2011 Film Events
Vanishing Spaces – Shubbak: A Window on Contemporary Arab Culture
Friday, 8 July 2011, 6.30 for 7pm + drinks – £15
As part of the Mayor of London’s Shubbak Festival celebrating Arab culture across London, Zenith Foundation is presenting:
Vanishing Spaces (6 shorts total 80 minutes) + discussion with programmer Mona Deeley
With the ‘Arab Spring ’still unfolding and Obama’s recent call for the return of Israel to its 1967 boundaries, Vanishing Spaces provides a timely and engaging exploration of the people and places behind some of those events. The 6 shorts from Syria and Palestine reflect everyday lives played out in extraordinary circumstances, and poignantly record places and peoples that have endured existential turning points. The historic events referenced are still playing out today and have lost none of their power or resonance. Two of the films are a homage to Omar Amiralay, a leading Syrian intellectual, documentary maker, and political dissident who died earlier this year.
Bookings at The Idler Academy . Spaces are limited so please book ahead to avoid disappointment.
Location: 81 Westbourne Park Road London W2 5QH.T: 0845 250 1281
Na’im & Wade’a, Najwa Najjar, 1999, Palestine, 20 minutes
Na’im & Wade’a uses fascinating archive footage and oral history to take us back to Yaffa in Palestine in 1948, building a portrait of the life of the director’s grandparents and their middle class social milieu until they were forced to leave the city at the time of the creation of the state of Israel.
Essay on the Euphrates Dam, Omar Amiralay, Syria, 1970, 10 minutes
A different story of dislocation in the name of ‘progress’ plays out in Syrian director Omar Amiralay’s 1970 celebration of what he then perceived to be a socially and economically beneficial process of industrialisation – the building of the Euphrates dam. An understanding that he was to critically revise and retract in later works as the dam resulted in the flooding of villages and dispersal of their inhabitants.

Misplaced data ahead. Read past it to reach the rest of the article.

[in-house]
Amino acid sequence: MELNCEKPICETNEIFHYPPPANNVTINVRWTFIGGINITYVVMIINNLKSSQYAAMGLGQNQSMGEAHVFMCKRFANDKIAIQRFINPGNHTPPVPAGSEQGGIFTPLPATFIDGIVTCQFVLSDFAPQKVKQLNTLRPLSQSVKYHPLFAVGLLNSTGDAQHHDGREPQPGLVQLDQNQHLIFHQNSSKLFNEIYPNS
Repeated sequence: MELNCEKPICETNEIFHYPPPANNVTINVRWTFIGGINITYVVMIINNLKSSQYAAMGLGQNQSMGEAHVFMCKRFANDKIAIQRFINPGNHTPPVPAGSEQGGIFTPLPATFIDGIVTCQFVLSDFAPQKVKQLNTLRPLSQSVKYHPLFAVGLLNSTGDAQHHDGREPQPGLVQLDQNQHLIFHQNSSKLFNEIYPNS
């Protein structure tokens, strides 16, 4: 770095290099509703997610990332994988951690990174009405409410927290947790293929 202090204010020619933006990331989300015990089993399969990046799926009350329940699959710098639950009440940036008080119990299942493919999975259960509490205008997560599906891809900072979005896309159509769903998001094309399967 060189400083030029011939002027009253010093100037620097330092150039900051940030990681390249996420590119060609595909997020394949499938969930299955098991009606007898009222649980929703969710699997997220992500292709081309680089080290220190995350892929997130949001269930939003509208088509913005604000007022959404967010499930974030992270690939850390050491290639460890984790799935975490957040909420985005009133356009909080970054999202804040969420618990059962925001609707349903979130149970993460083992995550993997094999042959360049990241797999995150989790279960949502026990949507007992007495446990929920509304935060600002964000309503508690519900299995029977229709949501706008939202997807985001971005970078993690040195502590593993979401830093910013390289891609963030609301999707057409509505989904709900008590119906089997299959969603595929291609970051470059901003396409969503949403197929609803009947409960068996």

Before Vanishing, Joude Gorani, Syria, 13 minutes
The course of rivers in Syria is picked up again in Before Vanishing. Tracing the Barada river from its source just outside Damascus through its increasingly dwindling path as it divides into 7 branches between homes in Damascus, creating a picture of its inhabitants along the way, and leading up to its vanishing. The Barada river, now a shadow of its former self, was named by the ancient Greeks the Golden Stream and is credited for being part of the reasons that enabled Damascus to prosper since ancient times.
They Were Here, Ammar Al Beik, Syria, 2000, 8 minutes
A visually powerful portrait of an abandoned steam-engine plant in Damascus, and a reflective homage to the men who laboured there for four decades. The filming style with its black and white shots, the documenting of a place of former industrial optimism, and the portrait it draws of the simple everyday concerns of the people linked to the place echoes influences from the father of Syrian documentary film, Omar Amiralay.
A Plate of Sardines, Omar Amiralay, Syria, 1997, 19 minutes‘The first time I heard of Israel, I was in Beirut, the conversation was about a plate of sardines. I was six years old, Israel was two.’ Ever since Omar Amiralay says that he has associated Israel with the smell of sardines. With this revelation, one becomes aware of how the sub-conscious impact of the formation of the state of Israel on countless lives in the Arab region remains unobserved, and sets the tone for a visually striking film that sees director Omar Amiralay in the company of filmmaker Mohammad Malas as they revisit the ruins of the destroyed village of Quneytra and its cinema, and reflect.